Recent initiatives on social innovation undertaken by DG EMPL entail both opportunities and risks. First, linking social innovation to the reform of national social policies and concentrating a number of resources on such a purpose may increase the likelihood that the EU will have an impact on those reforms. However, the fact that socially innovative projects funded through the call for tenders on social policy innovation must follow the approach and the priorities defined at the EU level may prevent support for genuinely bottom-up ideas and out of the box innovations, leading to a situation of ‘constrained social innovation’. Secondly, in relevant EU documents, social innovation is often associated with the need to improve the efficiency of social policies in a context characterised by budget constraints and to mobilise private resources to finance welfare provisions. This may lead to a narrow interpretation of the concept, which could be possibly interpreted as the need to ‘do more with less’ resources or as a way to deprive public authorities of responsibilities for welfare provisions, by shifting this burden to private/third sector actors.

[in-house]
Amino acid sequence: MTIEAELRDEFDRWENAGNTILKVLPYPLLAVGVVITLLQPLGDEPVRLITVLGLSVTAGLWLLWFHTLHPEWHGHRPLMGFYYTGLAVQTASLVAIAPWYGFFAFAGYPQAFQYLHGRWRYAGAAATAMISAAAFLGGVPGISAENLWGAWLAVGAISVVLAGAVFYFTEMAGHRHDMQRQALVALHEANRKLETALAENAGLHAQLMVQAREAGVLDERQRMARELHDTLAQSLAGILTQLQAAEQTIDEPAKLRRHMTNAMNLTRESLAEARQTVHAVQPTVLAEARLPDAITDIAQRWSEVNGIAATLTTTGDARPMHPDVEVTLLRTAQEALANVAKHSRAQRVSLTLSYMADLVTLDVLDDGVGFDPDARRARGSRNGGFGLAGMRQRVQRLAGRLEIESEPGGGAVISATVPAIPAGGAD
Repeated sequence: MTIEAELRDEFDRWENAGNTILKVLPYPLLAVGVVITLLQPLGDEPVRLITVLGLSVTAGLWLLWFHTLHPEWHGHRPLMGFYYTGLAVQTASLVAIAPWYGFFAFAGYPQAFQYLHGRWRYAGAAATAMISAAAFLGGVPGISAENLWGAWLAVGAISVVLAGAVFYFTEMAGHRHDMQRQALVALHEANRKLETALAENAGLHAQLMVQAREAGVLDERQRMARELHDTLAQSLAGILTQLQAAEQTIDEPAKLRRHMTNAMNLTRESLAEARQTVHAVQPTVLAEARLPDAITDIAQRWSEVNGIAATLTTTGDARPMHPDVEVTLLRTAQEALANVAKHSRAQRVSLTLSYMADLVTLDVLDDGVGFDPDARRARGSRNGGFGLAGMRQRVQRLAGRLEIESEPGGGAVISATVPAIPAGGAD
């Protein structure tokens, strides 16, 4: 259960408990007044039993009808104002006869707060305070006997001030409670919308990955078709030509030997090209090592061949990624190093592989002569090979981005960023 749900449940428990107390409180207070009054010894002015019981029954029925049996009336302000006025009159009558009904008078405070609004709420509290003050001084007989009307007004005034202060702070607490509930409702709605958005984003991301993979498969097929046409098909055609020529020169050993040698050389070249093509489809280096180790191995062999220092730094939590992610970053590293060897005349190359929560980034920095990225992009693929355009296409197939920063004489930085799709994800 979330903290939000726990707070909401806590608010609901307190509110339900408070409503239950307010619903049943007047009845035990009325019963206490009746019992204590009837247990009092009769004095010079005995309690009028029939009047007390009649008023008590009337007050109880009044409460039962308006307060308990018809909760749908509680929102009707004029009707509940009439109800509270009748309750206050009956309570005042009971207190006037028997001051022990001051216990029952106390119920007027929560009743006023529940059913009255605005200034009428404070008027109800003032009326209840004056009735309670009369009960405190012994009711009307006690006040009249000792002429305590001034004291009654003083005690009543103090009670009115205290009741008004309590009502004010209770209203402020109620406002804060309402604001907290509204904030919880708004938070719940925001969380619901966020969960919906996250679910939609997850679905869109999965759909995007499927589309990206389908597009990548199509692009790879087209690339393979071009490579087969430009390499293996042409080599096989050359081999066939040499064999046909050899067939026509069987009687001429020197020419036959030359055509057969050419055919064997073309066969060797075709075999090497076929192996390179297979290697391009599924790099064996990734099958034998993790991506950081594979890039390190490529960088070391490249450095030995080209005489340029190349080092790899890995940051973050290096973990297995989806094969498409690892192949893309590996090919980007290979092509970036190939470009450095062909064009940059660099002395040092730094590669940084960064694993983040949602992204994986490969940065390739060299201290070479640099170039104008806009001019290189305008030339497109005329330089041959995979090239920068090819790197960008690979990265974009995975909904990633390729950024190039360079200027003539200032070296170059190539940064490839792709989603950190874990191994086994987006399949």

This article is based on Sabato S., B. Vanhercke and G. Verschraegen (2015),
The EU framework for social innovation - Between entrepreneurship and policy experimentation, ImPRovE Working Paper No. 15/21. Antwerp: Herman Deleeck Centre for Social Policy – University of Antwerp. The research for this paper has benefited from financial support by the European Union's Seventh Framework Programme (FP7/2012-2016) under grant agreement n° 290613 (ImPRovE: Poverty Reduction in Europe: Social Policy and Innovation;



Bureau of European Policy Advisers - BEPA (2010), Empowering People, Driving Change, Social Innovation in the European Union

European Commission (2010), Communication from The Commission to the European Parliament, the Council, the European Economic and Social Committee and the Committee of the Regions - The European Platform against Poverty and Social Exclusion: A European framework for social and territorial cohesion

Sabato S., B. Vanhercke and G. Verschraegen (2015), The EU framework for social innovation - Between entrepreneurship and policy experimentation, ImPRovE Working Paper No. 15/21. Antwerp: Herman Deleeck Centre for Social Policy – University of Antwerp